For the last fifteen or so years I've been living with a bunch of dead guys at a motel in West Texas. Like the characters in my stories, I'd really like to move on, see the world, go places. But I'm just like them. Anchored by love, worn down by circumstances and fascinated by how much there really is underneath it all. So I keep writing their stories and tell myself that someday, when I've got this all out of my system, I'll write deep, meaningful literature about... something else. In the meantime, this is a place for the short attention spanned. I'm making a commitment to keep it small here. Flash fiction and scenes from the life inspired by, The Bella Vista Motel.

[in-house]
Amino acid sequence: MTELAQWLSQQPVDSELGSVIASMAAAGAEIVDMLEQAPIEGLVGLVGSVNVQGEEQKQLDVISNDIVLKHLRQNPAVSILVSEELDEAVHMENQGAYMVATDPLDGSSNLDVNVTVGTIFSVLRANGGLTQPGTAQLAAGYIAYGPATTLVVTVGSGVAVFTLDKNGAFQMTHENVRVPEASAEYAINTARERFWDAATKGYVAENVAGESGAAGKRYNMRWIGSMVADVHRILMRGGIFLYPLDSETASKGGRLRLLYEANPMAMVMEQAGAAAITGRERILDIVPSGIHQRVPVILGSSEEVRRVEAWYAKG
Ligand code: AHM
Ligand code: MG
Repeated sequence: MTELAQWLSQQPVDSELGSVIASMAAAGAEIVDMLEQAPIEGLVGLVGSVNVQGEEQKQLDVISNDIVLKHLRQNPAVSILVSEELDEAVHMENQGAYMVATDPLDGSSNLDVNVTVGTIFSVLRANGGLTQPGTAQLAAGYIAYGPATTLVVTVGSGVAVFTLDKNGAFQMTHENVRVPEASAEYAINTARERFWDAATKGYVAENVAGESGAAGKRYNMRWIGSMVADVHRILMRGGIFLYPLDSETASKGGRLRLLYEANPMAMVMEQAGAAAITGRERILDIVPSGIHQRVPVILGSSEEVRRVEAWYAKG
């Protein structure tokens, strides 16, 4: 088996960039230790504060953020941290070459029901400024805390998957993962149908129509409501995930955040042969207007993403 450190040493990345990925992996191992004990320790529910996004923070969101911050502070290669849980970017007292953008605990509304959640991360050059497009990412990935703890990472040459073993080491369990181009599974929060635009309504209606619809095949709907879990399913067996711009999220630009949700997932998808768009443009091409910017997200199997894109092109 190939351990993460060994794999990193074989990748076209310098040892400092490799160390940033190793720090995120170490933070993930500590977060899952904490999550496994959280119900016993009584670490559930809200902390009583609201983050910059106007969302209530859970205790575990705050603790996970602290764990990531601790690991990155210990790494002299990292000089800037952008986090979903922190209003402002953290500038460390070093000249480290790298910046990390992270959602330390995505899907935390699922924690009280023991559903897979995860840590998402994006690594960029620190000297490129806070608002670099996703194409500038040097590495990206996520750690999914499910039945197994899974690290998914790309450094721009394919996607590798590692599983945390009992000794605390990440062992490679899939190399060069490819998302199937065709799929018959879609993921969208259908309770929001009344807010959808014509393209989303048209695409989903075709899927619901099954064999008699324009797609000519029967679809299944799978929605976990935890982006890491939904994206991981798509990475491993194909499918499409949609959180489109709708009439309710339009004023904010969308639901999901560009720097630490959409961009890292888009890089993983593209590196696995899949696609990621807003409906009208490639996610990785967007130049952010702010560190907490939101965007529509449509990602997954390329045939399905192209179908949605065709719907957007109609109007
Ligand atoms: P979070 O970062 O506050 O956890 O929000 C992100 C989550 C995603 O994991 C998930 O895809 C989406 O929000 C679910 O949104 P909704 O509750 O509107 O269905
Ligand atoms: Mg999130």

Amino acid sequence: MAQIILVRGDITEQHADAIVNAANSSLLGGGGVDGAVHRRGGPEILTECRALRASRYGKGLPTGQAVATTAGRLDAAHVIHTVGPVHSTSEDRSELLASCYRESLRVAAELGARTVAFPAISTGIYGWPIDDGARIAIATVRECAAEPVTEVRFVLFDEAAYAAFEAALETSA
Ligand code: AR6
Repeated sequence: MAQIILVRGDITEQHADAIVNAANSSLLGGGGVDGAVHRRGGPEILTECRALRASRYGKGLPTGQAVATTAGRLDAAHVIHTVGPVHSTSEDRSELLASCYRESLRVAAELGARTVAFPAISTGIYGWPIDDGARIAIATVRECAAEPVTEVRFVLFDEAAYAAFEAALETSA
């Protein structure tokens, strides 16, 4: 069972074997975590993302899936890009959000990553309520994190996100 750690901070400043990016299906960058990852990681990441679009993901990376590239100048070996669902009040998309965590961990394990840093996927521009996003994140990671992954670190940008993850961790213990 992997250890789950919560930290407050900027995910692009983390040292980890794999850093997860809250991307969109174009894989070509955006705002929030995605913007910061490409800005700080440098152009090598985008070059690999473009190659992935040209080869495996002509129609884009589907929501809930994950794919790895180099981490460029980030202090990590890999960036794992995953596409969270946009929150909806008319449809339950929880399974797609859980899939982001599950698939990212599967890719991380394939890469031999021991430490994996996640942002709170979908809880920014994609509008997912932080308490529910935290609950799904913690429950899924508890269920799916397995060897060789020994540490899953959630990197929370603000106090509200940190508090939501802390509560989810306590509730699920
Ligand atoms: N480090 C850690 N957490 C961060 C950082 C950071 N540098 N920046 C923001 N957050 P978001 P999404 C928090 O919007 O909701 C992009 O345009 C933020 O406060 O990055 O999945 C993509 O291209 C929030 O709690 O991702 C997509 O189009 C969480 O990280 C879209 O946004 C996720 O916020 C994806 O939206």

Madge lay in Romeo's arms, sleeping in her soft way, as light as a doll against his chest. He felt his body begin to settle against the mattress, the tension of the day loosening its grip on his muscles, his jaw unclenching, his mind giving way to allowing the sounds of crickets, night birds, the soft click and whir of the oscillating fan, and his own steady heartbeat to blend together and fade out into beautiful, blank sleep. The jolt that went through his head when the front desk bell rang––unreasonably clear and as loud as if it had been on his bedside nightstand instead of all the way out in the lobby––was like a cramp in a cold muscle. He glanced at the alarm clock as he slid quietly out of bed, 4 o'clock in the god damn morning. He pulled on pants and a shirt on his way to the lobby and wondered, as he had many times before, if he could get away with just shooting every inconsiderate bastard who showed up after midnight, sending them straight to the incinerator and telling Mr. G, "Hey, I don't know where so-and-so could be, must of bugged out and kept on driving right over the border into Mexico." But he knew that would never do as he shuffled down the hall in his slippers to check in that giggling ass, Mannish, because after all, even if he could successfully lie to Mr. G, having to dispose of all those cars would be a real headache.